Fun Cards: 1988 National League All-Star Second Basemen

Sandberg

Sandberg

Ryne Sandberg was elected to start at second base for the National League, which was really no surprise. Robby Thompson of the San Francisco Giants was chosen to back him up, but did not get into the game (although Ryno didn’t play the full game).

Thompson

Thompson

The fans and players agreed on the starter here, as the future Hall of Famer was the clear choice for both. Here are the results of USA Today’s players poll:

Fun Cards: 1988 American League All-Star Second Basemen

Molitor

Molitor

Paul Molitor played second base for the Milwaukee Brewers on July 9, the Saturday before the All-Star Game, because he hadn’t played the position all year. He was on the ballot at 2B, but Jim Gantner was the primary second sacker for the Brew Crew.

Ray

Ray

Johnny Ray and Harold Reynolds were chosen as backups for Molitor. Both were the lone representatives from their teams at the All-Star Game. The players’ choices would have changed all three second basemen on the roster:

Reynolds

Reynolds

Fun Cards: 1988 National League All-Star First Basemen

Will the Thrill

Will the Thrill

Will Clark was the starting first baseman for the National League in 1987, with Andres Galarraga and Gerald Perry backing him up.

The Big Cat

The Big Cat

The players would have started The Big Cat by a slight margin over Will The Thrill. Perry was fifth in the players’ poll; he was the lone Atlanta representative on the NL roster.

Perry

Perry

Fun Cards: 1988 American League All-Star First Basemen

McGwire

Following his record-setting rookie campaign in 1987, Mark McGwire was voted by fans to start at first base in the 1988 All-Star Game in Cincinnati.

McGwire

On the bench were Don Mattingly, who the players thought should have been the starter, and future Hall of Famer George Brett, who had just made the switch to first from third in 1987.

Mattingly

Mattingly

USA Today surveyed the players in each league on who they thought should start the game. Players were only allowed to vote for their own league, and could not choose teammates. Results for American League first base were as follows:

Brett

Brett

The 1988 All-Star Game is special to me because it was held in Cincinnati. I started making these cards two years ago and finally finished the complete rosters (front and back, including managers) earlier this year. I plan to post them here over the next few weeks. Hope you enjoy!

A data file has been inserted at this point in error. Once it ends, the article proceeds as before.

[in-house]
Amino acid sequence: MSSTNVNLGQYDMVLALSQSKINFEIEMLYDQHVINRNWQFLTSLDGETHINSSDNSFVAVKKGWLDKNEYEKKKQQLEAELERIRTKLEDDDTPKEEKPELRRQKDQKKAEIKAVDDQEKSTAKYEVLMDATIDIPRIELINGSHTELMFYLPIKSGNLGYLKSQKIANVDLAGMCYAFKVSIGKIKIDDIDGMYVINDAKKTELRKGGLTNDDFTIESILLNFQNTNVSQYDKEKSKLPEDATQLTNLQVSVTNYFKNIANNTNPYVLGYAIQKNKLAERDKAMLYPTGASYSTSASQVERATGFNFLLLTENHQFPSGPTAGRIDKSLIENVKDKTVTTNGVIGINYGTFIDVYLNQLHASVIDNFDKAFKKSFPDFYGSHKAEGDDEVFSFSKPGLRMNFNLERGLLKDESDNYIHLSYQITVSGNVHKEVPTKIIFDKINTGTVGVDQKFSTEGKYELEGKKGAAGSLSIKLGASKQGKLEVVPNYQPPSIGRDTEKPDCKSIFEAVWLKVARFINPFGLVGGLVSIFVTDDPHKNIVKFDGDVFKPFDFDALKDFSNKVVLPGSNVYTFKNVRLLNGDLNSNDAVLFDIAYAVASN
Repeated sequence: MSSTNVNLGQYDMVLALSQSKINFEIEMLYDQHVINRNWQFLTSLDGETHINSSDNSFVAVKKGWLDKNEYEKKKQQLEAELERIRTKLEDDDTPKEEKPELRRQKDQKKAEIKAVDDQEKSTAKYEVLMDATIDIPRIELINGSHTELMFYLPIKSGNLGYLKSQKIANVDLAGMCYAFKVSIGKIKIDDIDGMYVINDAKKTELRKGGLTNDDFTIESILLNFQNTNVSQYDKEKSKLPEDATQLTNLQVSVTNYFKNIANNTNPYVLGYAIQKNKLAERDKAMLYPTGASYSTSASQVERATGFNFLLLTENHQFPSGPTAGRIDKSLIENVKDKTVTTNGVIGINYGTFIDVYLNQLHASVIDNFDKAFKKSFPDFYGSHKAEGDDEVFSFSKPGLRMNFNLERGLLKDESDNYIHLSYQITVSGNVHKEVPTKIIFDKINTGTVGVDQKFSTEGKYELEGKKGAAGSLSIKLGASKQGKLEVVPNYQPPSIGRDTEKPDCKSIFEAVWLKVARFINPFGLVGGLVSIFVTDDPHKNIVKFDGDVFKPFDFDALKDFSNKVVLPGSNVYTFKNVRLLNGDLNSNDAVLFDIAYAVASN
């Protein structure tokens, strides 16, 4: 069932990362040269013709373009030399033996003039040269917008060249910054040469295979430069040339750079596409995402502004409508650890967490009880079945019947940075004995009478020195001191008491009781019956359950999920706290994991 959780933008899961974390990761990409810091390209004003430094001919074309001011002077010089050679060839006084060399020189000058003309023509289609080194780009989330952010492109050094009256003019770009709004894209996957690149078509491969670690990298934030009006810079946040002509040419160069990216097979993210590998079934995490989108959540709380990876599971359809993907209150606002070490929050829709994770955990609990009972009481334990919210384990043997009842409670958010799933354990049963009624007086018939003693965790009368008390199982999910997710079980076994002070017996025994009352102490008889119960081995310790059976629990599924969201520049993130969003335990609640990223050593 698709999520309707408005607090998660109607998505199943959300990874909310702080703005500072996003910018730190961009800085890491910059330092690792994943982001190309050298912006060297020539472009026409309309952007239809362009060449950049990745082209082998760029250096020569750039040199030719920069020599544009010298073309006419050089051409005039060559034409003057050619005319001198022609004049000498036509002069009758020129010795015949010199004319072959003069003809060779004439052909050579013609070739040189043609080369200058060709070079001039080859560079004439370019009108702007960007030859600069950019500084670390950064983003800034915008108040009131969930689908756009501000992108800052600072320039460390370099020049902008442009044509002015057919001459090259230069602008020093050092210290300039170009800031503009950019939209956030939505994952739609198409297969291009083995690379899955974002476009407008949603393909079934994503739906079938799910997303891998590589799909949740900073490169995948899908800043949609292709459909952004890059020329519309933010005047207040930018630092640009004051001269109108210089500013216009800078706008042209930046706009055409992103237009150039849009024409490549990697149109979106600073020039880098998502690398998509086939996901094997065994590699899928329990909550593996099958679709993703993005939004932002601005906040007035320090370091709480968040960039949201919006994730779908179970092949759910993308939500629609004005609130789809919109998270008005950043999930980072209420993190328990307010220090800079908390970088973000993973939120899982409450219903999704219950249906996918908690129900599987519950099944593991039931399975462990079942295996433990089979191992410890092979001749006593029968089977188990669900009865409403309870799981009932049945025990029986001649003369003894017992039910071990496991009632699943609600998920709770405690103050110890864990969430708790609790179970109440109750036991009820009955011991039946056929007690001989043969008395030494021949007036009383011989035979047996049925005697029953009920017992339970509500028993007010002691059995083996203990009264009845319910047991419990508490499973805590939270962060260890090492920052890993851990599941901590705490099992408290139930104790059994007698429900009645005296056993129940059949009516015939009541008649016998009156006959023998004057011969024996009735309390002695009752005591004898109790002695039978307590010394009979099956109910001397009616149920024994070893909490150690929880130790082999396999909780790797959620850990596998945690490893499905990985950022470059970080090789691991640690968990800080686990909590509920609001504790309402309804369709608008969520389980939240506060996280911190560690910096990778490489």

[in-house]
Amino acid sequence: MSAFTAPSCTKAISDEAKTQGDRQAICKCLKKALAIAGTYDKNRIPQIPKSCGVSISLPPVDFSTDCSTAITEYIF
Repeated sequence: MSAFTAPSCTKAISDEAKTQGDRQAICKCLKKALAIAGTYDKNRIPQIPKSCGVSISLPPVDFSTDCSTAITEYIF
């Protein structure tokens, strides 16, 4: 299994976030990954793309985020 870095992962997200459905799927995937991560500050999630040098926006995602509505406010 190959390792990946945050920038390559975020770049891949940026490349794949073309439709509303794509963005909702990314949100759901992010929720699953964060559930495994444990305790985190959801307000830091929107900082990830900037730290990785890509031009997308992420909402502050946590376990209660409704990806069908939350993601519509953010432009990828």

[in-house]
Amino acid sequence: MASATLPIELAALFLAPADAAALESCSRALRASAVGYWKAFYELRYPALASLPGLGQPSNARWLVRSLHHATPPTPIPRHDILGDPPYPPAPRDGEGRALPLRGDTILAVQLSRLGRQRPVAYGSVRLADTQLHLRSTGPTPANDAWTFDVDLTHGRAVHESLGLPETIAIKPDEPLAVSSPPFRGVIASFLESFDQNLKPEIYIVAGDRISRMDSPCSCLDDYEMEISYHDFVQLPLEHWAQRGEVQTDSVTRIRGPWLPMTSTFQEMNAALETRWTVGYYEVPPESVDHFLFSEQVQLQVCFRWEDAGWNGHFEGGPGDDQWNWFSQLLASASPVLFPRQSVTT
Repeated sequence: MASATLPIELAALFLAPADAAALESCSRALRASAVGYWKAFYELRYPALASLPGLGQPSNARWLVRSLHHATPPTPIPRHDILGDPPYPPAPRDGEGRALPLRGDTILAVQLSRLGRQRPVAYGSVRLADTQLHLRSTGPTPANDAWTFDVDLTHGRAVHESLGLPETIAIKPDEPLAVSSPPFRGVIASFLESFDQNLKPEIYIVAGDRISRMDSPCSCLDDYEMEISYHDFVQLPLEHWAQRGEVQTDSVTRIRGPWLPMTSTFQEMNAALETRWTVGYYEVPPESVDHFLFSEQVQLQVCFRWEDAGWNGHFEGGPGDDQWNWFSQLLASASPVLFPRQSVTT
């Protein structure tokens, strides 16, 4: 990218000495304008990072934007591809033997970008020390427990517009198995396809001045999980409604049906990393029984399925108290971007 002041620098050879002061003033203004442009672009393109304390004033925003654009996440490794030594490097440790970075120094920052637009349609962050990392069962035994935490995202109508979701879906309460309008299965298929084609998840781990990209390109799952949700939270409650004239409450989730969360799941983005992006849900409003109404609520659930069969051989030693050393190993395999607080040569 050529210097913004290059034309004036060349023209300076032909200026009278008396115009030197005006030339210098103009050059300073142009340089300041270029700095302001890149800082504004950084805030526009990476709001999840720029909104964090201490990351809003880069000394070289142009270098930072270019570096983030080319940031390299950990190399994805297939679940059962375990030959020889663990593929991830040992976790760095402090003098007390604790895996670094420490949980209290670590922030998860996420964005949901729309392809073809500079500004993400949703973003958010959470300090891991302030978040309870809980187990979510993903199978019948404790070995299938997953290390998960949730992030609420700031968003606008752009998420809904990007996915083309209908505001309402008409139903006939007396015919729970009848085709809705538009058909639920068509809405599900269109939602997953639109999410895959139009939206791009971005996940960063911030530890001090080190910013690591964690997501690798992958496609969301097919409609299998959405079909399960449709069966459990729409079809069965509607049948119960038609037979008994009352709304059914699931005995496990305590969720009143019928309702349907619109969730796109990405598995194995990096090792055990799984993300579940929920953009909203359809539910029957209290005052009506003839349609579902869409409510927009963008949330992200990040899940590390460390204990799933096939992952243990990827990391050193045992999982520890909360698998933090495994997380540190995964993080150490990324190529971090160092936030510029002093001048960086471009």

Please note that these are NOT real cards. There are no physical copies and they are not for sale. They exist only in digital form.

Fun Cards: 1988 Topps Eddie Milner

On Monday, I said Leon Durham was the last Reds “fun card” from the 1988 roster. Guess what? I was wrong.

Milner

The late Eddie Milner was a 21st round draft pick for the Reds in 1976. He clawed his way to the major leagues, debuting in 1980. He only played a handful of games in 1980 and 1981, but by 1982 he was a mainstay on the roster. Sadly, Milner battled substance abuse during his time in the bigs. In 1987, Cincinnati traded the outfielder to the Giants for Frank Williams and a couple of minor leaguers. He only stayed in San Francisco for a year, and signed with the Reds again in 1988. He collected nine hits in 51 at-bats during his final big league season.

Milner

Is that it? Did I include everyone from the Reds 1988 roster? I think the only player left out is Pat Pacillo, who had a Reds card and was traded to the Expos with Tracy Jones, but never appeared in a big league game for Montreal. Since Topps didn’t make “Pro Debut” cards in 1988, I think I’m safe in excluding him from this series. Which means I’m done!

I love the 1988 design and intend to do more with it at some point. After all, there are always “Music Fun Cards” that can be made!